Matzo balls are a round dumpling, made from matzo cracker meal, eggs, oil and spices. They are soft, fluffy and tender. Typically cooked in chicken broth, they are often served as a part of the Jewish Passover holiday celebration meal called a Seder. In passover, matzo balls represent the unleavened bread, since they contain no yeast.
I will forever remember matzo ball soup as the chicken soup that my grandma made for us all the time. While it’s considered a passover meal, we love it so much that it we crave it year round.
What is Matzo Ball Meal made of?
Matzo ball mix is a packaged mix you can buy at the grocery store. It contains Matzo meal, which is just Matzo crackers finely ground into a fine meal, and spices. It is not as light as flour, and more the consistency of cornmeal.
This mix is used to make Matzo balls, forming a dough by adding eggs and oil.
How to Make Matzo Ball Soup From Scratch
If you know how to make chicken soup, you can make Matzo Ball Soup. The chicken soup is the base, and the Matzo balls are dumplings that are added instead of pasta or rice.
Make the soup. You can use your favorite chicken soup recipe and just add the dumplings to it, or you can follow the simple homemade soup recipe below. To make this soup as authentic and flavorful as possible, I like to use chicken on the bone, and usually dark meat or a combination of dark and light. Boil the meat in chicken broth, then add veggies and spices. Once the chicken is cooked, remove it, shred it, and add it back to the soup, discarding the bones. If you’re short on time or would rather keep it super simple, you can use precooked chicken like from a store bought rotisserie, and frozen vegetables.
Form the Matzo Balls. You can do this while the soup is simmering, make the matzo dough and refrigerate it for about 15-30 minutes. Once you’ve added the chicken back to the soup, you can make the matzo balls by taking 2-inch balls of dough and rolling them into a ball. Drop the balls of dough a few at a time into the soup, keeping the pot covered as much as possible to keep the soup simmering.
Cook. Once you’ve added all the matzo balls to the soup, let it simmer for another 20 minutes to fully cook them.
Garnish. I always stir in some fresh parsley just before serving chicken soup. It adds a lovely freshness and color.
How long can Matzo balls sit in soup?
You can store the Matzo balls in the soup for up to 5 days in the fridge. If you plan to freeze, you can keep it all together, or separate the balls from the broth and freeze separately.
Matzo ball soup can be a full meal, or a starter, depending on how you serve it.
As a meal: Plan on a large bowl of soup and at least 3 dumplings per person. Serve with a green salad, like my Olive Garden Salad Copycat or simple Spinach Salad. Because the matzo balls are bread-like, you may not want to serve additional bread with your soup. But if you want to stretch the meal to serve a few more people, serve some breadsticks or a crusty loaf of French bread with it.
As a starter: Pour small bowls of the soup, with 1-2 dumplings. This is a great starter or appetizer for a meal. My grandma always served Matzo ball soup ahead of her famous Chicken Schnitzel and German Potato Salad.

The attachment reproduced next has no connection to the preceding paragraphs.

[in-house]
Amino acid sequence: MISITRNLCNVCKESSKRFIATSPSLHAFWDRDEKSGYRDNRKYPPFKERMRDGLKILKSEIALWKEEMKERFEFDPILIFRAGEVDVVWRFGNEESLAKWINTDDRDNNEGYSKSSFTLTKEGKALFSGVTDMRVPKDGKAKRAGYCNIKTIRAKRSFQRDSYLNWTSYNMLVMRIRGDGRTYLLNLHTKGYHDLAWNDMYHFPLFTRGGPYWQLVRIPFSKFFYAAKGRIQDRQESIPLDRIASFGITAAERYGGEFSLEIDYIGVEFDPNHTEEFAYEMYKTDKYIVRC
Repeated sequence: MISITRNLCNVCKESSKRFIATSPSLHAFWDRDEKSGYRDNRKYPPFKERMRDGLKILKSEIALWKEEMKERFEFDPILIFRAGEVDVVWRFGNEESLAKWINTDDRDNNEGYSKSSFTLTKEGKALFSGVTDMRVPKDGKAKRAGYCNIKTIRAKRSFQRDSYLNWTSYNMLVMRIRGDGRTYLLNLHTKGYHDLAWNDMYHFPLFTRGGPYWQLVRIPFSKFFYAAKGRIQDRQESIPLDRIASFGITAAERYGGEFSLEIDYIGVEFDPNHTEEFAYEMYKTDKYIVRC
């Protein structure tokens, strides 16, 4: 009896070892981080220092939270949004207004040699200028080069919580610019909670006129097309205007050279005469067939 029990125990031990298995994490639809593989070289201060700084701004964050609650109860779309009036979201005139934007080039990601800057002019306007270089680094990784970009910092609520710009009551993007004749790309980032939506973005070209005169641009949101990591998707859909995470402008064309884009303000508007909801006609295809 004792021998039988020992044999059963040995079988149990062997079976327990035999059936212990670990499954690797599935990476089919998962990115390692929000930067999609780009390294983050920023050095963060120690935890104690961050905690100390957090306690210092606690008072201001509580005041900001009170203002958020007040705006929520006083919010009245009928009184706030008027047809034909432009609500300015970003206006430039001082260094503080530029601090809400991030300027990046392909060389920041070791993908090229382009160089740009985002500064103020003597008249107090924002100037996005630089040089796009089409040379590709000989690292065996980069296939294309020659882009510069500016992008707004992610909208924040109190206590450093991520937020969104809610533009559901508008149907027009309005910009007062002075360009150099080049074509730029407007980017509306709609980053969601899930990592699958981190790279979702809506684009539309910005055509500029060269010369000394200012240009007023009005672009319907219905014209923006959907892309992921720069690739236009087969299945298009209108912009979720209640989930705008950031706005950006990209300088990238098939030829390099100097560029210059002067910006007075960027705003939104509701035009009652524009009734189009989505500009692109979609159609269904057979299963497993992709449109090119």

Make Ahead, Storage, and Freezing
Make Ahead: Make your soup and matzo balls up to a few days in advance and keep covered in the fridge until ready to serve. It will last up to 5 days, but when making in advance keep in mind that guidelines for freshness are only as good as the freshness of the ingredients you use.
Storing leftovers: Leftovers can be stored in the fridge in a covered container for up to 5 days. If you have prepared the soup in advance however, subtract that time. So if you made the soup and stored for 2 days before eating, it can be stored for 2-3 more days.
Freezing Matzo Ball Soup: This soup freezes beautifully! Unlike traditional chicken noodle soup where the integrity of the pasta is lost during freezing, matzo balls hold up really well. You can freeze the soup together or separately for up to 3 months for optimal freshness.
2-3large carrots peeled and sliced into bite sized pieces
2-3stalks of celerywashed and sliced into bite size pieces
3garlic cloves minced
3sprigs fresh thyme
2tablespoonsminced fresh parsley
In a large soup pot or dutch oven, bring chicken and 32 ounces of chicken stock and 4 cups of water to a boil. Skim foam. Add a couple teaspoons of salt, celery, carrots, onions, garlic thyme and bay leaves. Cover partially (leave the lid slightly open to let steam escape) and turn heat to medium-low. Simmer for 45-60 minutes or until chicken is cooked through and easily falls off the bone.
While the soup is simmering, make the matzo ball dough. In a medium sized bowl, whisk together egg and vegetable oil with a wooden spoon. Stir in the matzo ball mix and a pinch of salt. Refrigerate for 15-30 minutes.
Once the chicken is cooked, transfer to a cutting board. Remove and discard bones. Add chicken back to the soup and bring it back to a simmer.
Take the matzo ball dough out of the fridge and divide into balls about 2 tablespoons each (about the size of a golf ball). Drop each ball of dough into the simmering broth (replace the lid after each one to keep it boiling). Simmer, covered, until cooked through, about 20 minutes.
Stir in fresh chopped parsley and serve hot.
Store leftover soup in an airtight container in the fridge for up to 3-4 days. Reheat in a saucepan on the stove. Freeze soup and matzo balls separately for up to 6 months. Thaw in the fridge and reheat in a saucepan on the stove.
Let us know how it was by leaving a review or sharing on Instagram with the tag #yellowblissroad
Kristin Maxwell is the creator and main recipe developer, writer, and photographer of Yellow Bliss Road. A self-taught cook and self-appointed foodie, she specializes in easy, flavorful and approachable recipes for any home cook.